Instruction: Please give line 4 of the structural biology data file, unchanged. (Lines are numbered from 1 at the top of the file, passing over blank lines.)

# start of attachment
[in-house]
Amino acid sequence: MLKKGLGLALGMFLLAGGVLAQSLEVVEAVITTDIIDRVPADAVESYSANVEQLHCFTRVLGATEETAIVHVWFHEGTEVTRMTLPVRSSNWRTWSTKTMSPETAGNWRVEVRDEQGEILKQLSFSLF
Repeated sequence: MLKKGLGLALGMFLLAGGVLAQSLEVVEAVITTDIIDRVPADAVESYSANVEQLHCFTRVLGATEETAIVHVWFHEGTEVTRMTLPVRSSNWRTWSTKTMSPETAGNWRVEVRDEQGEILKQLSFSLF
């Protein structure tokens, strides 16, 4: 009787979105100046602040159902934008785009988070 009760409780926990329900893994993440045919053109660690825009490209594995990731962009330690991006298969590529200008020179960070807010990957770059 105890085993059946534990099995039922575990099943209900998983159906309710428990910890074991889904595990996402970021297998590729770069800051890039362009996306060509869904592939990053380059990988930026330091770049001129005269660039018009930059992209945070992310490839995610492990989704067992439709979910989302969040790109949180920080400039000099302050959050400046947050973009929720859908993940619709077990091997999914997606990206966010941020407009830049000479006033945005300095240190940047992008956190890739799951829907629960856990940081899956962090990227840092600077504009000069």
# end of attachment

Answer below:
């Protein structure tokens, strides 16, 4: 009787979105100046602040159902934008785009988070 009760409780926990329900893994993440045919053109660690825009490209594995990731962009330690991006298969590529200008020179960070807010990957770059 105890085993059946534990099995039922575990099943209900998983159906309710428990910890074991889904595990996402970021297998590729770069800051890039362009996306060509869904592939990053380059990988930026330091770049001129005269660039018009930059992209945070992310490839995610492990989704067992439709979910989302969040790109949180920080400039000099302050959050400046947050973009929720859908993940619709077990091997999914997606990206966010941020407009830049000479006033945005300095240190940047992008956190890739799951829907629960856990940081899956962090990227840092600077504009000069």